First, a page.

In recent years, counting carbohydrates has been a popular type of diet and can certainly help those with diabetes to keep their sugar levels down. Many make the false assumption that there aren't many low carb alcoholic beverages available. Anything in moderation can be beneficial and even be low carb enough to avoid ruining a carb counting diet.
Other options include light beer, which has always been fairly low in carbs and the comparison between brands in terms of carbohydrates per bottle is too minuscule to notice, even though it sometimes appears on the bottle label.
Because alcohol itself is not a carbohydrate, many could consider low carb alcohol an easy thing to come by, but the process to produce the alcohol or other ingredients in the finished product can add carbohydrates to the consumable product. The alcohol in beer is produced by fermenting natural sugars found in malted barley. The sugars from the malt are turned into alcohol by the yeast added to the beer, the grain used in the brewing process contains carbohydrates and the sugar in the grain creates the alcohol and carbonation found in beer. Light beer contains fewer carbohydrates and less alcohol than regular beer and always has contained less of each, making it a reasonable choice for consuming low carb alcohol.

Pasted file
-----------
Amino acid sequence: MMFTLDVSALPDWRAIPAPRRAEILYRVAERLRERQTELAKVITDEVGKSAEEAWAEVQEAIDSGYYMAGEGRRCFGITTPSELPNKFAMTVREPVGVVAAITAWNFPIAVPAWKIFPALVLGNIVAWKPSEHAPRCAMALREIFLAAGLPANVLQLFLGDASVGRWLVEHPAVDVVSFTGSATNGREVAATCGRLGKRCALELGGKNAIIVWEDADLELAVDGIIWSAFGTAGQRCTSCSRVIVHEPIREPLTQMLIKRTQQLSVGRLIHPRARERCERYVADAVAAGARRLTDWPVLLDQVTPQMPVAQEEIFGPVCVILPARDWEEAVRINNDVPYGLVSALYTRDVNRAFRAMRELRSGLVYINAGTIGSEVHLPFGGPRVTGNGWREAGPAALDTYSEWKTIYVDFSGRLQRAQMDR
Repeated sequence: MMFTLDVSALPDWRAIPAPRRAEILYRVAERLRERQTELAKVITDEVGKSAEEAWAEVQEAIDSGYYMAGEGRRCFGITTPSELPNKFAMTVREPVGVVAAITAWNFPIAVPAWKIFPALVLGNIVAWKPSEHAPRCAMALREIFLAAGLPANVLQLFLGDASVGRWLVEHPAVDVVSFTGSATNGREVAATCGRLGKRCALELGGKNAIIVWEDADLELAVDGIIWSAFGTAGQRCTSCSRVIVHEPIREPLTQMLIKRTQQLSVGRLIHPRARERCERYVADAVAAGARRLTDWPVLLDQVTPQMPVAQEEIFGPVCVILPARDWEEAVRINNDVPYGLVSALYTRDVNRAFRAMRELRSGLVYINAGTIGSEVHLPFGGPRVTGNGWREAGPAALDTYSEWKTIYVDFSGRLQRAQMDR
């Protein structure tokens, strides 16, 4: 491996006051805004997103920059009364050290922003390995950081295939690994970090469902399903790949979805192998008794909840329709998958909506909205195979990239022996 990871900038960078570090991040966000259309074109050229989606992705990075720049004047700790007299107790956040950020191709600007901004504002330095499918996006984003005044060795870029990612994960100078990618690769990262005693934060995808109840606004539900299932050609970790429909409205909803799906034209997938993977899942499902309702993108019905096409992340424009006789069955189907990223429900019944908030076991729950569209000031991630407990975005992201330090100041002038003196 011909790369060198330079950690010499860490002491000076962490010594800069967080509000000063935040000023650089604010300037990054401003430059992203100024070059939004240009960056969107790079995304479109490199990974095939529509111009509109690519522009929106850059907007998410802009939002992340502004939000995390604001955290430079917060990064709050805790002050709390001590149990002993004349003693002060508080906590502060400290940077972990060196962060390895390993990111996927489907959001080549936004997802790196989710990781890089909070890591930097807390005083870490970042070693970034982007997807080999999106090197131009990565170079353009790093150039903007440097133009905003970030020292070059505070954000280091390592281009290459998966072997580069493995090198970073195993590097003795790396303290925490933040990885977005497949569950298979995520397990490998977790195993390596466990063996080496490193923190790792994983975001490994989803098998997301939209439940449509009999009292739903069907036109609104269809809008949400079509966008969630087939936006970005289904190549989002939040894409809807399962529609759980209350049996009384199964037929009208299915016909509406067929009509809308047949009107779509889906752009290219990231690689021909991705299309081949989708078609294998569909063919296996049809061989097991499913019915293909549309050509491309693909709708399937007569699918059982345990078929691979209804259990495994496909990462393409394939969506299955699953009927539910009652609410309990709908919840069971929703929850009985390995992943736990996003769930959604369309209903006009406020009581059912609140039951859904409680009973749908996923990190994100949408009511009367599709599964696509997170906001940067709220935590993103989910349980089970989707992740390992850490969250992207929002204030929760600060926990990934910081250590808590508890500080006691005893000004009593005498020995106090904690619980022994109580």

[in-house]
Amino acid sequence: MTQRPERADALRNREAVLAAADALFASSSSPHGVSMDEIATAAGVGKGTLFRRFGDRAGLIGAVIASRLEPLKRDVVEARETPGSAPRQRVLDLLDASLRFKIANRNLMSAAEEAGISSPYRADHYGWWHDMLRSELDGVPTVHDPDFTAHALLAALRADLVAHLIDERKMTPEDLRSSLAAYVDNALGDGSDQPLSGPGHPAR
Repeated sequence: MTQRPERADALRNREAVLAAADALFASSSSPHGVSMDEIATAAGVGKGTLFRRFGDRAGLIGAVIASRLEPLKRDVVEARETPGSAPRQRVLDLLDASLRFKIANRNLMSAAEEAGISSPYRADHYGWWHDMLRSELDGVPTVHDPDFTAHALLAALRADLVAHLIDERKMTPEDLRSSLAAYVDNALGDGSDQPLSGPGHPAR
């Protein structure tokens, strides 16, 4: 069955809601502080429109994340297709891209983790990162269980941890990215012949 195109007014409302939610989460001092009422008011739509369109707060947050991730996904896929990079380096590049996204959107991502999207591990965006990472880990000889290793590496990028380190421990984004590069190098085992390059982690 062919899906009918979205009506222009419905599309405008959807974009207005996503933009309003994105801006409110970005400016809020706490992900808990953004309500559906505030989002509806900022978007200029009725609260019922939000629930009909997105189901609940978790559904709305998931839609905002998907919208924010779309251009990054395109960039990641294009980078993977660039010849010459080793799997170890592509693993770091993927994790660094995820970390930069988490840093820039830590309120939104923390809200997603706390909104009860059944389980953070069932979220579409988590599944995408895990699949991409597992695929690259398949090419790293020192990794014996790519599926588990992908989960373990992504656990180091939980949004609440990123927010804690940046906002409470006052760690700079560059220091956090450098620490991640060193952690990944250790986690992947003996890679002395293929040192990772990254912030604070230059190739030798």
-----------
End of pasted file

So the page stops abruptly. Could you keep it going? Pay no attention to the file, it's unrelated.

Distilled liquors like rum and vodka have zero carbs because the alcohol produced during the distillation process is ethyl alcohol, which is a zero carb liquid. This would make straight distilled products a great choice for low carb alcohol, however adding flavorings and other ingredients to a mixed drink can push the carbs through the roof.
The best choice for low carb alcohol is to consume in moderation. Doing this will allow you to enjoy beverages and count carbs in the process. While light beer and distilled liquor are the lowest per serving in carbohydrates, the amount consumed and any add-ins used in these drinks once in the hands of the consumer can push them out of the low carb alcohol category.